To placate various self interests, the liberal EU elite crafted a set of rules for 320 million people and 28 member states, that wouldn’t work in a kindergarten classroom of like minded kids. There was no national symbol which united everyone, so the EU let each country be sovereign in its own sense — have its own national anthem and flag. It permitted each country to have its own fiscal policy, so taxes and spending decisions were made independently within the capitals of the 28 nation states.
But the EU imposed a single monetary policy through the European Central Bank (ECB). (Give credit to the Brits, though. They saw this near-fatal flaw of the Euro construct where the fiscal policies of individual countries are misaligned with the single monetary policy of the ECB. So they wisely voted to stay out of the Euro and retain the Pound).
Exactly how did EU financial management work? Well, so far, it has been a terrible failure. While Germany and other conservative nations kept their individual budget deficits to under 3 per cent of GDP as demanded by the EU, the PIGS (Portugal, Ireland, Greece and Spain) countries routinely busted their budget caps. In some years, Greek budget deficits exceeded 10 per cent of GDP. Greece is so indebted today that its total debt as a percentage of its GDP is 178 per cent — the world’s highest debt/GDP ratio.
Because the Euro was established as a common currency, the ECB was forced to adopt monetary policies which made little sense. It kept driving the Euro’s value down hoping that exports would give a boost to its member states. From mid-2014 to now, the Euro has dropped nearly 20 per cent against the dollar: hardly a vote of confidence for a currency which was supposed to take the mighty dollar head on.
Start of nationalist movements
When devaluation didn’t help, the ECB began to demand that wealthier EU nations aid the poorer states, first through a direct injection of cash and then through massive loan forgiveness programmes.
Both moves gave rise to nationalist movements across the EU. In France, Marine Le Pen led the right-wing National Front party to impressive regional victories. In 2012, she was third in the presidential election, securing 17.90 per cent of the vote. In Austria, Norbert Hofer, EU’s first far-right politician, came within 31,000 votes to become head of the State.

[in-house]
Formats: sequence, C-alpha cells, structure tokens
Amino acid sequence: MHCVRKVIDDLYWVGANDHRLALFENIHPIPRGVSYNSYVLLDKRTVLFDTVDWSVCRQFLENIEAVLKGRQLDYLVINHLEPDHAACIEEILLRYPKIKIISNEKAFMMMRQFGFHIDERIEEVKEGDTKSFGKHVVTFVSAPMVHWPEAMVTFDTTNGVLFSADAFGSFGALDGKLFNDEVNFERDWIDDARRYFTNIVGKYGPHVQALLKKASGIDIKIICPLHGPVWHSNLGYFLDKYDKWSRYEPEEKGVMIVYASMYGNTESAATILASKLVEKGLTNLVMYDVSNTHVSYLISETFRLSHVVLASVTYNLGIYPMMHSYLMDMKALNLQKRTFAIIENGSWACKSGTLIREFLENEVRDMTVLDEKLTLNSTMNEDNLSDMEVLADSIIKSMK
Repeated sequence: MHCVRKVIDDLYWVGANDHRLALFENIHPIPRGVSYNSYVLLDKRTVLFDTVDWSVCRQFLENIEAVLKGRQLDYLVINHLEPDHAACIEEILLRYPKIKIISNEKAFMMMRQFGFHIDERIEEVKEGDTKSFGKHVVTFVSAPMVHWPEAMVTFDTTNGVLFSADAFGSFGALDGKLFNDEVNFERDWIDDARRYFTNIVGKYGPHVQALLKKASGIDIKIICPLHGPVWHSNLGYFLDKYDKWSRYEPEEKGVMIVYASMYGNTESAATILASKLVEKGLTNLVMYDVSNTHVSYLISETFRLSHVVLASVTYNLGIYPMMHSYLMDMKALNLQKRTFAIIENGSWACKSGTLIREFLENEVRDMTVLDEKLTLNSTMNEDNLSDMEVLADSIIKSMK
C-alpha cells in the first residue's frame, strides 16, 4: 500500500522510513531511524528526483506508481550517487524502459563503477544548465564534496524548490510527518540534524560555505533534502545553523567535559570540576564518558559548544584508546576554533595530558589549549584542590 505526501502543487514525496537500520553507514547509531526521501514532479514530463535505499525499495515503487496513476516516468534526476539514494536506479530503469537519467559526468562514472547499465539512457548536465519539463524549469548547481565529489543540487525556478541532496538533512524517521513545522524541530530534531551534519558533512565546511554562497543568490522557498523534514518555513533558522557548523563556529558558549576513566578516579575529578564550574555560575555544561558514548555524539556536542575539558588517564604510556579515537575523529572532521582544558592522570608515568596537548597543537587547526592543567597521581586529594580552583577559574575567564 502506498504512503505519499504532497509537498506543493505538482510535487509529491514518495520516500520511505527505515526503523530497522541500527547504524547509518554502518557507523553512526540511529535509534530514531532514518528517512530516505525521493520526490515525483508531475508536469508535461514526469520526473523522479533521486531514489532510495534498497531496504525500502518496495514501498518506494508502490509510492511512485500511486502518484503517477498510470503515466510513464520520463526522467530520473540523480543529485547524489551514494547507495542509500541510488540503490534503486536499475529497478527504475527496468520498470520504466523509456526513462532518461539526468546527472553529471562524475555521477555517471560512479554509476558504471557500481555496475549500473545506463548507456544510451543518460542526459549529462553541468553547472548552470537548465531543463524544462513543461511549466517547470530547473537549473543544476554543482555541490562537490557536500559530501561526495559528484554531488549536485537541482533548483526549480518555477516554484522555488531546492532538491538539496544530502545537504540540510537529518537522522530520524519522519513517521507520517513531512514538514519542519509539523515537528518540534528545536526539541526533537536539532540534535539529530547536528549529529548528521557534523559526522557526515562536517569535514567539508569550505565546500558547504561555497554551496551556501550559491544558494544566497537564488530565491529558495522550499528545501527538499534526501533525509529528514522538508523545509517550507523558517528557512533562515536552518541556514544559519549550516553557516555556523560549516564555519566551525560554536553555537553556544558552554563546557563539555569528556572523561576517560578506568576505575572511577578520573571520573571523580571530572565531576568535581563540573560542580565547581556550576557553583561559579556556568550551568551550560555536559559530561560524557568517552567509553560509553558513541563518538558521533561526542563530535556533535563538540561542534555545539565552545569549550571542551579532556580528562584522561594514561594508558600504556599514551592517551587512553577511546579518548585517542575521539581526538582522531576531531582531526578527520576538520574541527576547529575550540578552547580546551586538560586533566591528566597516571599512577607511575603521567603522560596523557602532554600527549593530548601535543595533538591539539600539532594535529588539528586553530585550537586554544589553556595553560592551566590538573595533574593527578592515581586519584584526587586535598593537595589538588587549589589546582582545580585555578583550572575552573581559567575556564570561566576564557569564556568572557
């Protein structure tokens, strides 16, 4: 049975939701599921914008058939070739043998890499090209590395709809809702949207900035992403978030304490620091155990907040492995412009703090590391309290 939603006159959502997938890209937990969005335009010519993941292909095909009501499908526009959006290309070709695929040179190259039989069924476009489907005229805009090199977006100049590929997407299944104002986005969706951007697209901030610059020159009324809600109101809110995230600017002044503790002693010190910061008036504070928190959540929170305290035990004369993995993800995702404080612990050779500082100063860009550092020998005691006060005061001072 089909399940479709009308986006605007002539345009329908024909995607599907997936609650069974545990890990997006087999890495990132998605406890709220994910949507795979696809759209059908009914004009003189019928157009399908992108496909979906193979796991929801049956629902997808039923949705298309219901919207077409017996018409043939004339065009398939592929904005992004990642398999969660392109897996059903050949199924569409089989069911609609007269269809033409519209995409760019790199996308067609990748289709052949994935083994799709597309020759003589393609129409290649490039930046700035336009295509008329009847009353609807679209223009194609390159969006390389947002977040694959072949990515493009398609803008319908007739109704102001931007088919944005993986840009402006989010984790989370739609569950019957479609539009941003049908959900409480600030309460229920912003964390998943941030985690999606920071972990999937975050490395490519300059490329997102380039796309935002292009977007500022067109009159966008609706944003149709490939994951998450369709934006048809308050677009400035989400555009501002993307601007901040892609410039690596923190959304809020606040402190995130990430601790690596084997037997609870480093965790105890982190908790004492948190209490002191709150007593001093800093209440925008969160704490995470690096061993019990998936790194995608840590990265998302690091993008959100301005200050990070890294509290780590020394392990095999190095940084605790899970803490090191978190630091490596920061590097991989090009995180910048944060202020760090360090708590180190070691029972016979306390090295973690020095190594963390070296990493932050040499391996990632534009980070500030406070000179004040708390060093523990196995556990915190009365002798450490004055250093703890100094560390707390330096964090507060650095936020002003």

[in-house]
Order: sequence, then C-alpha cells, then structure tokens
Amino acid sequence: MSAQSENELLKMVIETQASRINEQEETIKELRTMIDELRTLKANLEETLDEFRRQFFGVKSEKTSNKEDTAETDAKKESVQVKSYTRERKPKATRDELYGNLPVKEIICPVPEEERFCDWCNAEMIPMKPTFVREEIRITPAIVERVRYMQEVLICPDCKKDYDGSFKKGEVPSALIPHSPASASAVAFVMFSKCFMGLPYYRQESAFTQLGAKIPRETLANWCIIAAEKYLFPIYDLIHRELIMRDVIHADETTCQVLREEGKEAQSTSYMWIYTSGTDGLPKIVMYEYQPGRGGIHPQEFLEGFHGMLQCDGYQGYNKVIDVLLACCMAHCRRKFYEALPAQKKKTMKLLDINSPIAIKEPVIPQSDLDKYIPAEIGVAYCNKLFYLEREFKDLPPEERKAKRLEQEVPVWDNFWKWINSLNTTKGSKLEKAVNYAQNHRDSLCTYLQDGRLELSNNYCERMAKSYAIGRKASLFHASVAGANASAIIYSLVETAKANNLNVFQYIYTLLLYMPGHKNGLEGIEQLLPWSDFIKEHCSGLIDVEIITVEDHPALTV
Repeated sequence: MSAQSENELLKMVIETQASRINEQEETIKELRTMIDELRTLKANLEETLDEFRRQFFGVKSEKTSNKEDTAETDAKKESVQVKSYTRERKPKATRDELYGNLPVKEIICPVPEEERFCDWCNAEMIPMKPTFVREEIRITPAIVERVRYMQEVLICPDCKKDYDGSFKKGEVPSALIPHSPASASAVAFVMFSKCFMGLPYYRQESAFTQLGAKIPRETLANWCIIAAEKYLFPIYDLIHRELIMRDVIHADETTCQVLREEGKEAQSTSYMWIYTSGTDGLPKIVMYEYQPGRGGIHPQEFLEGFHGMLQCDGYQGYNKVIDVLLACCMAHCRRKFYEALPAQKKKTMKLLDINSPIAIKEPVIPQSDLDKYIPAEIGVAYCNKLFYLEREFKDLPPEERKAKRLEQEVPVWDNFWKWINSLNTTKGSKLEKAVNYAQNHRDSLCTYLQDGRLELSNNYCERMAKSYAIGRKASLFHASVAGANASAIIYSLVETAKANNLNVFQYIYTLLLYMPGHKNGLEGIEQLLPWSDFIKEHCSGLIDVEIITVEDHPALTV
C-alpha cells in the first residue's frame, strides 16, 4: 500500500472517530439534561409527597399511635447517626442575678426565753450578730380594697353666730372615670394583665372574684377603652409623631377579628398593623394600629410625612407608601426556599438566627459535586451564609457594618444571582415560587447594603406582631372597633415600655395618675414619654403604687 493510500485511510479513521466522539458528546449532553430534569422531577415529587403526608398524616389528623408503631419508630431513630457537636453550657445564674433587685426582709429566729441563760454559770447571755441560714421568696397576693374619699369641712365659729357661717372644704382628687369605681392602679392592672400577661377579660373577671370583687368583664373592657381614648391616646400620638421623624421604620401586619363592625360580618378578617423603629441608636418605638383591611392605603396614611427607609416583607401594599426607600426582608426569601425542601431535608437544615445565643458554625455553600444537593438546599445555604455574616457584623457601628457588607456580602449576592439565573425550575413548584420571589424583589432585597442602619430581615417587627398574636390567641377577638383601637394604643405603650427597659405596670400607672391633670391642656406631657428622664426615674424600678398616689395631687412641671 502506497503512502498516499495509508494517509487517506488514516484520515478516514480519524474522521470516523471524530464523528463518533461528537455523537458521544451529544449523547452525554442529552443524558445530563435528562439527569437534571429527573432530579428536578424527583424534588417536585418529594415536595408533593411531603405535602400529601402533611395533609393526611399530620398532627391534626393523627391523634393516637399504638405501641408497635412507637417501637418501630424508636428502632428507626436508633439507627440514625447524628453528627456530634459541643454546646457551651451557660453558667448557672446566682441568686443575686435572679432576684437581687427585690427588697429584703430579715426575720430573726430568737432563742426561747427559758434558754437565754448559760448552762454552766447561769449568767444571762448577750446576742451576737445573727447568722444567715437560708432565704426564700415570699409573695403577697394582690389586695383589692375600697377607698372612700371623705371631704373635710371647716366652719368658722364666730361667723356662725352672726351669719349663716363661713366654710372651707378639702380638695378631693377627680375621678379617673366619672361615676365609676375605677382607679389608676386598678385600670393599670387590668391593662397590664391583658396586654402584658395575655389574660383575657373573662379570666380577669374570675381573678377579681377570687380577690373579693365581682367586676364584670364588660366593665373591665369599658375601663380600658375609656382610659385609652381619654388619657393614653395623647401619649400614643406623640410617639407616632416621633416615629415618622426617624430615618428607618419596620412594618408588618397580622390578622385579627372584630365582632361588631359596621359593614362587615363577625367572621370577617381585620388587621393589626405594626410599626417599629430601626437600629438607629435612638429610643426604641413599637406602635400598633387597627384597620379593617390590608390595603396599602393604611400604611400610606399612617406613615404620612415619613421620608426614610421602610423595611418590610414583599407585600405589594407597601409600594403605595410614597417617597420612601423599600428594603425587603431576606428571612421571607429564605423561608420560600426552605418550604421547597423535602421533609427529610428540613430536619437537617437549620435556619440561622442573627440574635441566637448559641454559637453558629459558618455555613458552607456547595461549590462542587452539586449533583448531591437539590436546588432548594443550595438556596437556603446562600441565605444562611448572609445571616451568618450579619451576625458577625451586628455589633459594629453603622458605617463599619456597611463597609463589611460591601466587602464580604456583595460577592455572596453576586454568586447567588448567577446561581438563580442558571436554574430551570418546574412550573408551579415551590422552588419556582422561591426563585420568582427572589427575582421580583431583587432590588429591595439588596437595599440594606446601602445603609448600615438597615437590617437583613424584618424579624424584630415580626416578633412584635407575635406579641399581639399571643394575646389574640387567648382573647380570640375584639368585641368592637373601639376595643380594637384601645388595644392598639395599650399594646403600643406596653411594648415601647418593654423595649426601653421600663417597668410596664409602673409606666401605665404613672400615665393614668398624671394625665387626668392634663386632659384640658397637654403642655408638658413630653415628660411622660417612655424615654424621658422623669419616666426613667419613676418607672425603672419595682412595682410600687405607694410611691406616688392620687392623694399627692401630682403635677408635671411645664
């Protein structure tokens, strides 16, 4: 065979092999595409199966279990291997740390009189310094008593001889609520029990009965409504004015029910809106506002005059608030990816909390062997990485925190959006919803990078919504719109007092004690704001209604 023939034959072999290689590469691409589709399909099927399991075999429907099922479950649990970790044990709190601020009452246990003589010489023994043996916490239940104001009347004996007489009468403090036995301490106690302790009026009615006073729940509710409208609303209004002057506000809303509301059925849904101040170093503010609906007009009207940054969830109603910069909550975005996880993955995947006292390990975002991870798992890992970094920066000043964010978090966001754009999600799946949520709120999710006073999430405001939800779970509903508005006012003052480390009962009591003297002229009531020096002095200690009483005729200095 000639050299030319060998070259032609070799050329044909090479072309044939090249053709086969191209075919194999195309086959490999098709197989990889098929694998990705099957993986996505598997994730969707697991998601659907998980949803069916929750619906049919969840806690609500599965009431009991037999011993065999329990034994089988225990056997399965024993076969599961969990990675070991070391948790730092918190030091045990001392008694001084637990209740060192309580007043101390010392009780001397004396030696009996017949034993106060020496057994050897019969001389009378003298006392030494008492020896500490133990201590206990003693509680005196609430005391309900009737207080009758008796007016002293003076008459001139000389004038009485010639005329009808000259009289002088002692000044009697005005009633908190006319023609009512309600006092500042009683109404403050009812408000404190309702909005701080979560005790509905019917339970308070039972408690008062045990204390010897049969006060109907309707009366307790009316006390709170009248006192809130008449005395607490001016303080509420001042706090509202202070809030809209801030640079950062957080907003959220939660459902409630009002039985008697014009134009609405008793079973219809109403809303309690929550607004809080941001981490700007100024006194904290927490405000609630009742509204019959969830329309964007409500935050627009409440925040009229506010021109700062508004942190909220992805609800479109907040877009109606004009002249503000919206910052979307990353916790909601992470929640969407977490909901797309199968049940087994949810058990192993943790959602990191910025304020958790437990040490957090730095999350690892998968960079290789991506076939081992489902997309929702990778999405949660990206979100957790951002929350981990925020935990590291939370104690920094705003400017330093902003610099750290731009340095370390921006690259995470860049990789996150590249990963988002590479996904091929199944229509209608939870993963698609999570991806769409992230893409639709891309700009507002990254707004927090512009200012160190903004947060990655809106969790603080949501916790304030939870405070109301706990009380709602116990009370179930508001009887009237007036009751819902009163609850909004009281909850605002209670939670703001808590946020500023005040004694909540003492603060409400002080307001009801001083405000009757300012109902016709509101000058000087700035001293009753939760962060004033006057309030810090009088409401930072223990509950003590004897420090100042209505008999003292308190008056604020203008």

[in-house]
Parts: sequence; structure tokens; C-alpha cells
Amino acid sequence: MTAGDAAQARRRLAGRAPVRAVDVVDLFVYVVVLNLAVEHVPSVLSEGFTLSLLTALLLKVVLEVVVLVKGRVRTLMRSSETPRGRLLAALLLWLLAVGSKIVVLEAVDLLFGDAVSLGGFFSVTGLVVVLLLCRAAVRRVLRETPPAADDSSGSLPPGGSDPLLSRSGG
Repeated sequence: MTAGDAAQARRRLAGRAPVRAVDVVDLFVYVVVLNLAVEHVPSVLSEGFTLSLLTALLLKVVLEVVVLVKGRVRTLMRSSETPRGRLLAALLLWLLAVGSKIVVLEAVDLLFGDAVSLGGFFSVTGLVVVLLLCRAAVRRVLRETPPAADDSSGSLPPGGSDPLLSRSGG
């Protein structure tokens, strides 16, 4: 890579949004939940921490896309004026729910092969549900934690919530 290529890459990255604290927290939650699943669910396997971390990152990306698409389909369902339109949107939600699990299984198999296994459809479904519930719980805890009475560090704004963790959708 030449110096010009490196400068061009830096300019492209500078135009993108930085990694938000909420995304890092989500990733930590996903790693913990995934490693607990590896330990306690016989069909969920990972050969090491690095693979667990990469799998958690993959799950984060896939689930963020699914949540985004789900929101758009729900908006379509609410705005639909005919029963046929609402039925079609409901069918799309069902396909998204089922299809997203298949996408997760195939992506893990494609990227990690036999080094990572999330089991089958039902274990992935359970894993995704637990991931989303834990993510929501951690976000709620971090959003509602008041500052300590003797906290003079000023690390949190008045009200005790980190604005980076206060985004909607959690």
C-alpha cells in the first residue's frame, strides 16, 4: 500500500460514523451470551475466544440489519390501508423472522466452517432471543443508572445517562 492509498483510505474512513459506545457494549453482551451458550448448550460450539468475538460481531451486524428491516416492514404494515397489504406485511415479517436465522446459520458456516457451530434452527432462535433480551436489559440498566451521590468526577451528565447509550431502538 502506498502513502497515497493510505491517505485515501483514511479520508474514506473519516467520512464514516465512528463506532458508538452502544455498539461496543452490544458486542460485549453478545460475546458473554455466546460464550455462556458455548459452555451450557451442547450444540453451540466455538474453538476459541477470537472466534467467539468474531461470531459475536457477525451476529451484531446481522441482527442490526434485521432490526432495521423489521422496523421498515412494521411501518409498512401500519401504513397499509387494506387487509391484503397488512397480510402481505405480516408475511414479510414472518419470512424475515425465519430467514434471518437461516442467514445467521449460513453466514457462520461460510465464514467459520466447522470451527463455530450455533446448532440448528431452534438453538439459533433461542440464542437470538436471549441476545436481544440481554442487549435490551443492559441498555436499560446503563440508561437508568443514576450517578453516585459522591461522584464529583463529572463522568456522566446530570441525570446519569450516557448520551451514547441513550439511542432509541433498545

And then, there’s immigration. More than a million migrants and refugees crossed into Europe in 2015. While the elites demanded that the EU do even more, ordinary citizens were moved by the nationalist propaganda that the refugee influx was more of an invasion.
In a region with chronically high unemployment, these new immigrants either took away jobs or added to the public burden, both of which taxed residents even more. With the terror attacks in Paris and Brussels, fault lines had appeared and the writing on the wall was clear.
The EU is an ungovernable mess. An open borders policy that is at odds with economic and demographic realities within the 28 member states cannot survive for too long.
The Brexit vote has put an immediate end to John Lennon’s utopian vision — ‘Imagine all the people... sharing all the world” — that has been at the heart of the EU’s reason to exist. You cannot share things when the world around you is crumbling and there is too little to share to begin with.
Emboldened nationalists are bound to push a 'put country first' vision in the coming elections. Expect to see many more states exiting the EU in the coming years.